Tonight I started thinking about what I should write. I knew that I needed to write a blog post and sometimes that feeling is overwhelming and forces you to sit down and think about things that coalesce as a story. As I was talking to my video I remembered many of the nuances of my first trip to Disney World in 1975. I was 14 at the time and thought that I had died and gone to heaven. I had wanted to go to Disney World for so long that I was incredibly envious of classmates and even my cousins who regaled me with stories of the various rides and attractions within the confines of that mouse inspired play land.
In 1975, my siblings and I were all getting older. We spent numerous summers on the shores of Schroon Lake in upstate New York. We had learned to swim from the instructors at Schroon Lake but it was time to try a vacation that was completely different. Something that we had never done before as a family was in the works and my father was the driving force behind the new adventure. I can remember my father and mother talking about something in hushed voices that didn’t appear to be going well throughout 1973 and 1974. I knew that my father’s game plan was to have one gigantic vacation of a lifetime before college and life began to pull at the family fabric. I was not sure about all the intricate details, but he was having a hard time making all the pieces of the puzzle fit together. As I remember the story, and I got the story directly from my father himself, there was no disputing the level of frustration he felt because of the incredible backlog of people trying to reserve and confirm reservations at Disney World for the summer of 1975.
My father needed to call in the big guns. As an employee of NBC my father had a leg-up on other people who were trying to make reservations at Disney World. Being the film editor who actually worked on the television program ”The Wonderful World of Disney” he had an even larger leg-up on those trying to get reservations. My father went directly to his boss who placed a call to Disney and that began the series of events that led to our trip. Disney was incredibly responsive, and my father was given the time at the Contemporary Hotel that he was looking for. In mid-August 1975, we all piled into the family car which was a 1973 Chevy Impala four-door that we had inherited from my late grandfather. We made stops along the way and saw all of the signs for Pedro as we headed south on Interstate 95. We stopped in Rocky Mount North Carolina where we stayed next to a tobacco field. I actually pulled a few leaves off just to have them as a reminder. Seeing a tobacco field was amazing because we don’t have those kinds of crops on Long Island. We stopped and stayed overnight in Georgia as well, but at this point in time the town we stayed in escapes me.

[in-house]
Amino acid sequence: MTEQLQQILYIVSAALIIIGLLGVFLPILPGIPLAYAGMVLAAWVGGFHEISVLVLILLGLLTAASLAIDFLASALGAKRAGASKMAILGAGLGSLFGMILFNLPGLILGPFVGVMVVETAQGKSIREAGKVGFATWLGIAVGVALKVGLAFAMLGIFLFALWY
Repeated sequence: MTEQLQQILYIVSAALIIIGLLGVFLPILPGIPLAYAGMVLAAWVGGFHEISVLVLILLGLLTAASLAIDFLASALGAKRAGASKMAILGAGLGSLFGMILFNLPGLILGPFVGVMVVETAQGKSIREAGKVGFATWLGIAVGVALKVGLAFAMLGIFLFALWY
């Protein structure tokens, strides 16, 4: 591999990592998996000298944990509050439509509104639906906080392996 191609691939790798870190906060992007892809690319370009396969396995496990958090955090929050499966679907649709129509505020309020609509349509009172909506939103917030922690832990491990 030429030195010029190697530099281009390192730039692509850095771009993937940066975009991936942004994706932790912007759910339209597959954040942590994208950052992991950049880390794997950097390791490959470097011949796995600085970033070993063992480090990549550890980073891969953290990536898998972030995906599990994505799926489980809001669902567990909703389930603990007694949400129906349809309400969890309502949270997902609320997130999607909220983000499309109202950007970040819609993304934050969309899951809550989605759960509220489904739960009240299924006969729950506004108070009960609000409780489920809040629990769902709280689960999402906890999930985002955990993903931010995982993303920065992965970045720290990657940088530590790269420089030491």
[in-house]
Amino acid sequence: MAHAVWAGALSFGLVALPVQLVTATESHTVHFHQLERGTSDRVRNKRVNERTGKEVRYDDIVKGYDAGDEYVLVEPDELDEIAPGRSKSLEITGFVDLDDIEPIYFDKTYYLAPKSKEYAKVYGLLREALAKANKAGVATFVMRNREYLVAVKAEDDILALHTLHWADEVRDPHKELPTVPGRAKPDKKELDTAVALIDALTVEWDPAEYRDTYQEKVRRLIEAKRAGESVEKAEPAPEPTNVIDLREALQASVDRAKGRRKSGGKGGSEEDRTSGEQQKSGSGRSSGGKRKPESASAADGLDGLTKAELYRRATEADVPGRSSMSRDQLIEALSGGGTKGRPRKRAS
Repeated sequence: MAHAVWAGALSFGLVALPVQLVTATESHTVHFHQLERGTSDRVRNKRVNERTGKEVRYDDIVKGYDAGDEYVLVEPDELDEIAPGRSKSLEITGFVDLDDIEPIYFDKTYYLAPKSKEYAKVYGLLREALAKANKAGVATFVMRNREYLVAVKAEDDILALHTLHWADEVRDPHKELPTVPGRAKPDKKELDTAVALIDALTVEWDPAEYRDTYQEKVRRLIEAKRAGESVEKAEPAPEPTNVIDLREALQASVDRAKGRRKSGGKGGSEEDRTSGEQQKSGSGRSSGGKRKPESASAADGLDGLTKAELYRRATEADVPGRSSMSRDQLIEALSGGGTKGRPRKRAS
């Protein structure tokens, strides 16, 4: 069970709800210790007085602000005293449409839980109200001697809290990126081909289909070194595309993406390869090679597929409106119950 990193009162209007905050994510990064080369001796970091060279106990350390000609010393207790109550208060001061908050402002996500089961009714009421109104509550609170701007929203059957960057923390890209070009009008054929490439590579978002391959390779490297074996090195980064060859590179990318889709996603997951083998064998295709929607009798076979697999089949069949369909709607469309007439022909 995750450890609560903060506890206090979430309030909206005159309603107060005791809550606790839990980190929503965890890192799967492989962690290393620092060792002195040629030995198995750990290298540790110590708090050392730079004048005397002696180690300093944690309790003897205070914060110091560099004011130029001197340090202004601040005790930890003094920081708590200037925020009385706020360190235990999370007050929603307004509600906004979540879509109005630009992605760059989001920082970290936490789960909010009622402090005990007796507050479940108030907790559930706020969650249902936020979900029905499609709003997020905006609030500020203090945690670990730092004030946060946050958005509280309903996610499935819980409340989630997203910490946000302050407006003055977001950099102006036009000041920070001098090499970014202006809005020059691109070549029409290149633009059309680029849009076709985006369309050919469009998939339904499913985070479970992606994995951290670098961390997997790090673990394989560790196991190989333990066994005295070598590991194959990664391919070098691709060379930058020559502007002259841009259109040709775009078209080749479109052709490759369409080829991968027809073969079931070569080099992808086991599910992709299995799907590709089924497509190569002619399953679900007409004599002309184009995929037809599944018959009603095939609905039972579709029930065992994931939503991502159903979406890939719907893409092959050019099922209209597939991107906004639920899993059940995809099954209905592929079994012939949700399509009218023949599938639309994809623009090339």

Finally we arrived at our destination, Orlando, Florida and the Magic Kingdom. As we drove in we were amazed by the topiary creations of our favorite Disney characters. My dad being the gardener that he was automatically started to think about trimming some of our bushes into the shape of Pinocchio, Bambi, and Dumbo. He never actually did this, but I’m sure in the back of his mind he had it as a plan sometime in the future. We got to our hotel room and it was an amazing sight. We were staying in the contemporary Hotel on the 10th floor. From this vantage point, we could look over the rail and see the monorail coming in through the hotel wall. For a kid of 14, this was an amazing visual to watch. I cannot stress the importance of the Disney World experience. It’s akin to being allowed to run wild in Santa’s workshop without adult supervision.